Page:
"What is an Eclipse?" - NASA

Updated Wednesday 5 September 2018 21:20
"What is an Eclipse?" - NASA
Here is the explanation of Eclipse occurances according to NASA,  National Aeronautics and Space Administration, an independent agency of the executive branch of the United States federal government responsible for the civilian space program, as well as aeronautics and aerospace research.

An eclipse takes place when one heavenly body such as a moon or planet moves into the shadow of another heavenly body. There are two types of eclipses on Earth: an eclipse of the moon and an eclipse of the sun.

What Is a Lunar Eclipse?
The moon moves in an orbit around Earth, and at the same time, Earth orbits the sun. Sometimes Earth moves between the sun and the moon. When this happens, Earth blocks the sunlight that normally is reflected by the moon. (This sunlight is what causes the moon to shine.) Instead of light hitting the moon’s surface, Earth's shadow falls on it. This is an eclipse of the moon -- a lunar eclipse. A lunar eclipse can occur only when the moon is full.

A lunar eclipse can be seen from Earth at night. There are two types of lunar eclipses: total lunar eclipses and partial lunar eclipses.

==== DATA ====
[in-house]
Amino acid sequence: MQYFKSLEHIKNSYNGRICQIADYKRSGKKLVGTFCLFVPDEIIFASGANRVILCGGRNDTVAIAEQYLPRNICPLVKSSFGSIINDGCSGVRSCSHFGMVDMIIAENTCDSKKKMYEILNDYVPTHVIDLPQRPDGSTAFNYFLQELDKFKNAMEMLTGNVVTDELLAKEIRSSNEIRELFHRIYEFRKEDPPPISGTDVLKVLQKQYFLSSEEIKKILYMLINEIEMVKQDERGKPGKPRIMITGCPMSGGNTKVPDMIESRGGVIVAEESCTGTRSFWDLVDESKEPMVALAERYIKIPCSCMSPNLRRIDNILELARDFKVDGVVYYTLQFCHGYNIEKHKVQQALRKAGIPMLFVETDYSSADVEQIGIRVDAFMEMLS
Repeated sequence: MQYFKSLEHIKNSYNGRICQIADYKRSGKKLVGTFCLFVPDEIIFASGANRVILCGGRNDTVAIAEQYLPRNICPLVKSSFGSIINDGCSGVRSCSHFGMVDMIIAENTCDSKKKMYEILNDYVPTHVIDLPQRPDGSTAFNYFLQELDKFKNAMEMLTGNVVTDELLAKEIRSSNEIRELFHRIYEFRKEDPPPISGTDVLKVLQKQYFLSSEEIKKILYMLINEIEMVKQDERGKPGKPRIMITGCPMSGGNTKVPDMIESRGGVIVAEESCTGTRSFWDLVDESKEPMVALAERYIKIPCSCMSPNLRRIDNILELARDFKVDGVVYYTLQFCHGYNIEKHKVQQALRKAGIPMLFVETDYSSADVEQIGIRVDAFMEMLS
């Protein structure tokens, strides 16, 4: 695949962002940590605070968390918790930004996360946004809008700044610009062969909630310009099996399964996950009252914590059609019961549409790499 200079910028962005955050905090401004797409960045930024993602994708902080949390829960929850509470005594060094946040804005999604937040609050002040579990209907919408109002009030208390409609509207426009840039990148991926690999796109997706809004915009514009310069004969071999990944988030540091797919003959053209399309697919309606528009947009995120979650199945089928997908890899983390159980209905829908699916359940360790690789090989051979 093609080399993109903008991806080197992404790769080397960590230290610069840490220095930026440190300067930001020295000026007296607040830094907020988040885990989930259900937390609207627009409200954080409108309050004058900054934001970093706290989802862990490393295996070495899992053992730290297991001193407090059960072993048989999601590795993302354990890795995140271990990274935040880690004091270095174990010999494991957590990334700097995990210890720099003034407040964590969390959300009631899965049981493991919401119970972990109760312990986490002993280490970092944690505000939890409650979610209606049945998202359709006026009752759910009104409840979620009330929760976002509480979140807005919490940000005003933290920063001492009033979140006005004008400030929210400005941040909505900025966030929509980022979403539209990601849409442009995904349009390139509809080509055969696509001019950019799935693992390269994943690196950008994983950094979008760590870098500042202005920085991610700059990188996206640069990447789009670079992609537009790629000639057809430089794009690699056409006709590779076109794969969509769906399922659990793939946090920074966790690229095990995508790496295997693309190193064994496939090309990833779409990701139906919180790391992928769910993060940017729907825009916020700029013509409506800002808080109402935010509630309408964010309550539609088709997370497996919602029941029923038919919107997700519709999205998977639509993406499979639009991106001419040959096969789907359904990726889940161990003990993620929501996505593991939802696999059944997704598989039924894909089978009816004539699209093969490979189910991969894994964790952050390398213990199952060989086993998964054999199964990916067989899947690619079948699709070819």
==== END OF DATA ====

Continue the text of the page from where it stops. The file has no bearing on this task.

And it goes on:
A total lunar eclipse occurs when the moon and the sun are on exact opposite sides of Earth. Although the moon is in Earth's shadow, some sunlight reaches the moon. The sunlight passes through Earth's atmosphere, which causes Earth’s atmosphere to filter out most of the blue light. This makes the moon appear red to people on Earth.

A partial lunar eclipse happens when only a part of the moon enters Earth's shadow. In a partial eclipse, Earth's shadow appears very dark on the side of the moon facing Earth. What people see from Earth during a partial lunar eclipse depends on how the sun, Earth and moon are lined up.

A lunar eclipse usually lasts for a few hours. At least two partial lunar eclipses happen every year, but total lunar eclipses are rare. It is safe to look at a lunar eclipse.

What Is a Solar Eclipse?